There were knitted trouser suits with tassels of wool tied above the ankles with chunky ribbed finishes and wooly hats that looked like a Rastafarian’s dreads. Slightly more conventional black suits were also present, but decorated with bright patches of art. The painterly aspect of the patterns transformed as the show progressed, becoming more urban, with, for example, capes covered in modern day demons. These were women of all histories: peasants, artists, and wartime heroines reaching far into future.
Carol Lim and Humberto Leon’s collection for Kenzo, exhibited a similar art-inspired presence, showing pieces that were a modernized version of its conventional feminine-meets-sporty wear—think a mini-cape that fell behind the shoulders to reveal a strapless, shapeless dress in yellow, worn over a black long sleeved top. Other times, garish-looking patterns were given a modern twist with, say, a wide skirt ballooning over a patterned suit, or panels in some of the house’s beautiful designs used to decorate edgy sports jackets. Shiny patterns were combined with opaque continuations to tone down the ostentatious feel of some of the materials, making them more suitable for the modern day girl.
Continuing the edgy display from Japanese designers at Paris Fashion Week was milliner Maiko Takeda, who presented her latest in unusual headpieces crafted from what looked like silver porcupine bristles. Handmade by the young designer, some of pieces radiated like an aura around the head, while others looked like blue feathers pointing forward over the eyes or a silvery wrap around a hat made of plastic. “I see certain themes in my work like the ethereal and transparent that are Japanese but don’t see myself in a typical Japanese sense,” said the designer, who collaborated with B’jork last summer.
Other Japanese brands that will bring their Eastern influence to Paris this week include Sacai, Junka Schimado, Tsumori Chisato, Junya Watanabe, and the Tokyo-based designer Julien David.
The work of Miyake, Yamamoto, Watanabe, and Kawakubo, along with newer names in Japanese fashion—including the funky shoe designer, Masaya Kushino and menswear designer Miharayasuhiro—will be on display later this month in Kyoto as a part of the latest installation of Akiko Fukai’s landmark Japanese exhibition, “Future Beauty.” The exhibit will celebrate the unique work of Japanese designers who present their avant-garde collections in the fashion capital of the world.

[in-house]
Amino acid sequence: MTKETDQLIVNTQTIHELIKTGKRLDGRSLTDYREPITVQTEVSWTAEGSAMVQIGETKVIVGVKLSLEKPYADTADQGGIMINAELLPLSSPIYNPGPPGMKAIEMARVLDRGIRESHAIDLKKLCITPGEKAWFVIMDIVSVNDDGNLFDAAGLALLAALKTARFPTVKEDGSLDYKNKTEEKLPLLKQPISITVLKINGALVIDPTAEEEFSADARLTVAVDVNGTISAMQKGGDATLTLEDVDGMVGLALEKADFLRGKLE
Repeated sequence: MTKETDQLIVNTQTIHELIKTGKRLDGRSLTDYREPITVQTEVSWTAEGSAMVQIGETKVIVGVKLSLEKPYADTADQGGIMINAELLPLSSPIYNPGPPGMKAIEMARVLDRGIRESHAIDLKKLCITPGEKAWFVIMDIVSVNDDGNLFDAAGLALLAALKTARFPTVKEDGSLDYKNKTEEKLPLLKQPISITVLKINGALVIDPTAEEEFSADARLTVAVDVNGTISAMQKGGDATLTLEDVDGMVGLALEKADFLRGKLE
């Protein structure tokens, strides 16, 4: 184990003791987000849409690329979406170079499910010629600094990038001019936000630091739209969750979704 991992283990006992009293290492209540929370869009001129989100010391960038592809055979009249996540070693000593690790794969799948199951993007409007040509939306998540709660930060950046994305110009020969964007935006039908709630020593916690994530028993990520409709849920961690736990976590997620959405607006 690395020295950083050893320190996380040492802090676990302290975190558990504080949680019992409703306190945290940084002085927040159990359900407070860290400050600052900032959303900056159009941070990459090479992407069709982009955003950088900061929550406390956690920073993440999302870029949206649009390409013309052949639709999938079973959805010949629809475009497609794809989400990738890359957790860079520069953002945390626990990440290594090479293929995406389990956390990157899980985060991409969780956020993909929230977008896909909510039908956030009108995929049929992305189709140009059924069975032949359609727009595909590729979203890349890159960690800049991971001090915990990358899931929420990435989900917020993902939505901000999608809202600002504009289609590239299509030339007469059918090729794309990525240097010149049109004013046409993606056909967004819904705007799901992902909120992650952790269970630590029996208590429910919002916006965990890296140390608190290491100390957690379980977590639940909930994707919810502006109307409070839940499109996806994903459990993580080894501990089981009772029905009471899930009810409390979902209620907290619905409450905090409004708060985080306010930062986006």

“In 1970, Kenzo showed his collection in Paris, and soon after his works were accepted by Paris,” Fukai told The Daily Beast. “Then at the beginning of 1980’s when Kawakubo and Yamamoto jolted Paris with their very different clothes to Western aesthetics. Japan had very rich tradition of clothing appreciation for wearing clothes and for textile. It was natural that Kawakubo and Yamamoto wanted to show their works in Paris to get a good evaluation, good or bad. As Kawakubo said just after she debuted in Paris that she did just what she did in Japan and was rather surprised by the reaction of Paris. Kawakubo always tries to find ‘beauty’ which is not deja-vu with her strong intention like artist.”
The exhibition, on display until May, will also include material showing the relationship between Kyoto craftsmanship and fashion from, for example, Yamamoto’s collaboration with Art Nishimura and Chiso, a 450-year-old kimono company based in the city.